A good storyFebruary 2, 2016 at 12:17 pm | Posted in Uncategorized | Leave a comment
Odd news from around the world
Three Australian men who pleaded guilty to raping a 17-year-old Norwegian backpacker in a Croatian toilet escape jail after paying out $30,000 to the victim’s family: “Three Australian men who pleaded guilty to gang-raping a 17-year-old girl in a Croatian toilet have narrowly escaped a 15 year jail sentence by paying $30,000 restitution to the victim’s family. The two 23-year-old’s and their 21-year-old travelling partner were set to return to court on Monday but the prosecution cut a deal with the tourists, allowing them to avoid a maximum 15 years in jail. According to the Daily Telegraph, they received a suspended one year prison sentence with a five year good behaviour bond on the condition that they gave the victim’s family 20,000 euros, which is equivalent to around $30,575. The men, who were on bail and free to roam Croatia, are believed to have left for Australia on Saturday when the deal became public”
Reptile takes 38 years to lay an egg: “Breeders at a zoo are celebrating after finally convincing a rare lizard-like reptile to mate – and it’s only taken 38 years. Staff at Chester Zoo have been trying for four decades to get a female tuatara to breed, without any success. However specialist keeper Isolde McGeorge, who has been caring for the species at the zoo since 1977, can proudly claim to be the first British midwife to the birth of a tuatara, which can live to the grand old age of 120 and are now solely found in New Zealand. But it certainly wasn’t an easy feat, with the particular pairing of a male called Pixie and a female named Mustard taking about 12 years to set up, ending with two eggs being produced. The first tuatara hatchling finally emerged from its egg late last year after an incubation period of 238 days. After the female is inseminated, she lays her eggs in sand some distance from its home burrow”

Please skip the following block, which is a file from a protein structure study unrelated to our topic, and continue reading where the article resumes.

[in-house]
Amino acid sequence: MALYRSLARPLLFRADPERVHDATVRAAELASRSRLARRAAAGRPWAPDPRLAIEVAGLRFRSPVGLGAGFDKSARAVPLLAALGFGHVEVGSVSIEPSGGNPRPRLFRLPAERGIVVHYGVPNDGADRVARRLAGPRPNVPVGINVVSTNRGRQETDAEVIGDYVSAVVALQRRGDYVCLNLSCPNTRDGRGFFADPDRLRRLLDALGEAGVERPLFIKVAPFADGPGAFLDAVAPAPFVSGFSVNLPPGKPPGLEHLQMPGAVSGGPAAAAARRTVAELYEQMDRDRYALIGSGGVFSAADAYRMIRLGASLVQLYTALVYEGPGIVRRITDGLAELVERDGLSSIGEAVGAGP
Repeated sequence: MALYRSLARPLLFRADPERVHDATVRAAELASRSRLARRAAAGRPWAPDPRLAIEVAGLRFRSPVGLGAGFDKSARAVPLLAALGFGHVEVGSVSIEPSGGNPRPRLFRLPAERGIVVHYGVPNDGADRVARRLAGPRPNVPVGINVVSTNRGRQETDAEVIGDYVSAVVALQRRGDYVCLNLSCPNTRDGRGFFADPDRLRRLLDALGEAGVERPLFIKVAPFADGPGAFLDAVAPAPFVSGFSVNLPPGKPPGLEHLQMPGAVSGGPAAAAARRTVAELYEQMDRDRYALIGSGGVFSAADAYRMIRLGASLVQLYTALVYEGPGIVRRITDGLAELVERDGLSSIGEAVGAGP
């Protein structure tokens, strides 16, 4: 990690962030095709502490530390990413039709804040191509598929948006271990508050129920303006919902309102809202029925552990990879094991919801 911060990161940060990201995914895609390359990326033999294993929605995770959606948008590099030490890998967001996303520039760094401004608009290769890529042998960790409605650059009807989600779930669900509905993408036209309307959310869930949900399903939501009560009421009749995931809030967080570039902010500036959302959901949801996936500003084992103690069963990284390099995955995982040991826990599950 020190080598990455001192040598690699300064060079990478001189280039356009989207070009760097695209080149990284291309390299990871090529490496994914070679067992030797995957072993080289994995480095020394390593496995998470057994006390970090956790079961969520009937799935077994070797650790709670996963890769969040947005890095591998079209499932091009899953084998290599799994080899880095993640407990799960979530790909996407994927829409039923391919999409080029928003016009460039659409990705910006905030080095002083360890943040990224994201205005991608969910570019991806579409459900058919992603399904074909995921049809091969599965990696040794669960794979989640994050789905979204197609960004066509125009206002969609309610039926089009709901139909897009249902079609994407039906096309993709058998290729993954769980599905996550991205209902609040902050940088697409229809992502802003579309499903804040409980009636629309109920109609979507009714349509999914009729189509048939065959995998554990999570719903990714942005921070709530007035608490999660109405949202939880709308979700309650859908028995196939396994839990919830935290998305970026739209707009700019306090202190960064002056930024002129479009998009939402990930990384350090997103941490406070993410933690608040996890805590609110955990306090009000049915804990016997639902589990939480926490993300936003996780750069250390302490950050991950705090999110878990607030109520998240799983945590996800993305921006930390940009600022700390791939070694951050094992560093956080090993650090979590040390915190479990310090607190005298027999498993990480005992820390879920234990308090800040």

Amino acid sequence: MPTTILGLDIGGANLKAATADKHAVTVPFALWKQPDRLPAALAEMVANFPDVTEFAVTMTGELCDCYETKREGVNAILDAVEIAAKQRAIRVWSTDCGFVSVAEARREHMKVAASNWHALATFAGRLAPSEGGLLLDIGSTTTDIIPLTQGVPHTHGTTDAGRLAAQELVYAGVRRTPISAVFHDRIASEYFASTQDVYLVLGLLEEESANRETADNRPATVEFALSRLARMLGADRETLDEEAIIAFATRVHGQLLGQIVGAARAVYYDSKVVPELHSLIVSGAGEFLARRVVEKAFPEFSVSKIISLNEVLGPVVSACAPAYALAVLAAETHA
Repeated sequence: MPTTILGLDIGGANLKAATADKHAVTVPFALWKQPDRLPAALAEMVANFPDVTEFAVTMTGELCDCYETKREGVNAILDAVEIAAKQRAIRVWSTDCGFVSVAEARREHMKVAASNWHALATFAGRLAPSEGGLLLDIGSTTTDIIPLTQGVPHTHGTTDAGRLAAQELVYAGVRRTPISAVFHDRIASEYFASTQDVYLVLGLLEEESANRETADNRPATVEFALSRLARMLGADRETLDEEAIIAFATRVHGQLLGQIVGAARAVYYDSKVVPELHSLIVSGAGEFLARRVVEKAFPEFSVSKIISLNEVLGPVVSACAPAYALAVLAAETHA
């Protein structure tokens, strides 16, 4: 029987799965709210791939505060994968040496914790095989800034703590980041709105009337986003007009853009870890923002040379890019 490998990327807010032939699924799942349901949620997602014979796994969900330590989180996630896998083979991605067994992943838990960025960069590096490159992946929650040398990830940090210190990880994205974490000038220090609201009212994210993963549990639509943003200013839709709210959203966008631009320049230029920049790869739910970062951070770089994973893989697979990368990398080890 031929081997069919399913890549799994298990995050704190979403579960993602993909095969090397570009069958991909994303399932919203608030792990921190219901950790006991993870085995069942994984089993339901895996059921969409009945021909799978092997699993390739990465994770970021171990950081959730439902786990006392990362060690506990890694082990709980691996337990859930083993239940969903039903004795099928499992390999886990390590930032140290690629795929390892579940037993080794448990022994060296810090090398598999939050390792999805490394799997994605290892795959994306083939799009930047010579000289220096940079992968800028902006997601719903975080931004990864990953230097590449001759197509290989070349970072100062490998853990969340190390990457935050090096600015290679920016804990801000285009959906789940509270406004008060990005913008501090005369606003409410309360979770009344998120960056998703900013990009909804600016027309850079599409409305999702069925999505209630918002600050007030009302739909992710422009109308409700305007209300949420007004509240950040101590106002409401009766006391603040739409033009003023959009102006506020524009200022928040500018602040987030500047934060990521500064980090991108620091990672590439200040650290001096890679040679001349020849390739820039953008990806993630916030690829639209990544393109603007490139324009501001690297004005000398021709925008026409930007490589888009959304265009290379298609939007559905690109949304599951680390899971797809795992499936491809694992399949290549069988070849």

Good news for man struggling with ‘tree roots’ growing all over his hands: “A BANGLADESHI man with massive bark-like warts on his hands and feet will finally have surgery to remove the growths that have troubled him for 10 years. Abul Bajandar was dubbed the ‘Tree Man’ after the massive warts started growing exponentially four years ago. A team of specialist doctors have been enlisted for the operation, which will be performed in Bangladesh’s largest state-run hospital free of cost. The 26-year-old said he was undergoing preparations to see if the root-esque warts could be safely removed without causing further complications. Hospital director Samanta Lal Sen said the massive 5kg growths are known as epidermodysplasia verruciformis — an extremely rare genetic skin disease making people susceptible to skin growths. “Popularly it is known as tree-man disease,” he said. “As far as we know there are three such cases in the world including Abul Bajandar.
Chocolate is GOOD for pregnant women: “High-flavanol chocolate can boost fetal growth and make the placenta more efficient, according to a new study. The study was a randomized control trial of 129 women with single pregnancies between 11 and 14 weeks gestation. The pregnancy women were selected to either eat high-flavanol or low-flavanol chocolate. They consumed a total of 30 grams of chocolate daily for 12 weeks. The team followed those women until delivery. The study found that there was no difference in preeclampsia, gestational hypertension, placenta weight or birthweight in the two groups. However, the uterine Doppler pulsatility index in both groups showed marked improvement. Study co-author Dr Emmanual Bujold, of Université Laval Québec City, said: ‘This study indicates that chocolate could havea positive impact on placenta and fetal growth and development and that chocolate’s effects are not solely and directly due to flavanol content.’”
Spot the spider: Camouflaged creepy crawly nicknamed the ‘wrap around’ is photographed hiding out on a branch: “A photo of a camouflaged spider will send shivers up the spines of arachnophobes around the world after they squint enough to find the eight-legged creepy crawly. The pictured Dolophones turrigera or ‘Wrap-around’ spider was found in Rotary Park Rainforest Reserve, Lismore, New South Wales. They are able to easily camouflage themselves when resting on a twig. Its overall appearance is typical of all Australian Dolophones species, where the upper surface of the abdomen resembles a cone-shaped shield. Wrap-around spiders have concave undersides to their bodies to allow them to wrap around small branches for camouflage, and at night they build large webs vertically between trees.
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